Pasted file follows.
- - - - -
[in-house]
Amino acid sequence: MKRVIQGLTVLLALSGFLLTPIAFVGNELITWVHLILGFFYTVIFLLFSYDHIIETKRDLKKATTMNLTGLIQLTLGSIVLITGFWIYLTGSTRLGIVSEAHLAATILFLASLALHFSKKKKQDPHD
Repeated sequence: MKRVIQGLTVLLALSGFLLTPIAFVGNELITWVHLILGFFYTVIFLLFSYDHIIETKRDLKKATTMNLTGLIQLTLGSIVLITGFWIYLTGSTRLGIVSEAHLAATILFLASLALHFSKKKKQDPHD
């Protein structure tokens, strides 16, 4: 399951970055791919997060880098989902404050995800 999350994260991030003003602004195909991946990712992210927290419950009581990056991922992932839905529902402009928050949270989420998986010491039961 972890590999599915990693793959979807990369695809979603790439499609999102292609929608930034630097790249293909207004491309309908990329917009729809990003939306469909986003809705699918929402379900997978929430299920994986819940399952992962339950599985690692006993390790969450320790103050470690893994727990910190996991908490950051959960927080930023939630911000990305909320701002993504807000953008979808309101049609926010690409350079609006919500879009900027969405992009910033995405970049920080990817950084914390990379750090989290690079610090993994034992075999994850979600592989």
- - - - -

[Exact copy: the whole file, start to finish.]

[in-house]
Amino acid sequence: MKRVIQGLTVLLALSGFLLTPIAFVGNELITWVHLILGFFYTVIFLLFSYDHIIETKRDLKKATTMNLTGLIQLTLGSIVLITGFWIYLTGSTRLGIVSEAHLAATILFLASLALHFSKKKKQDPHD
Repeated sequence: MKRVIQGLTVLLALSGFLLTPIAFVGNELITWVHLILGFFYTVIFLLFSYDHIIETKRDLKKATTMNLTGLIQLTLGSIVLITGFWIYLTGSTRLGIVSEAHLAATILFLASLALHFSKKKKQDPHD
């Protein structure tokens, strides 16, 4: 399951970055791919997060880098989902404050995800 999350994260991030003003602004195909991946990712992210927290419950009581990056991922992932839905529902402009928050949270989420998986010491039961 972890590999599915990693793959979807990369695809979603790439499609999102292609929608930034630097790249293909207004491309309908990329917009729809990003939306469909986003809705699918929402379900997978929430299920994986819940399952992962339950599985690692006993390790969450320790103050470690893994727990910190996991908490950051959960927080930023939630911000990305909320701002993504807000953008979808309101049609926010690409350079609006919500879009900027969405992009910033995405970049920080990817950084914390990379750090989290690079610090993994034992075999994850979600592989």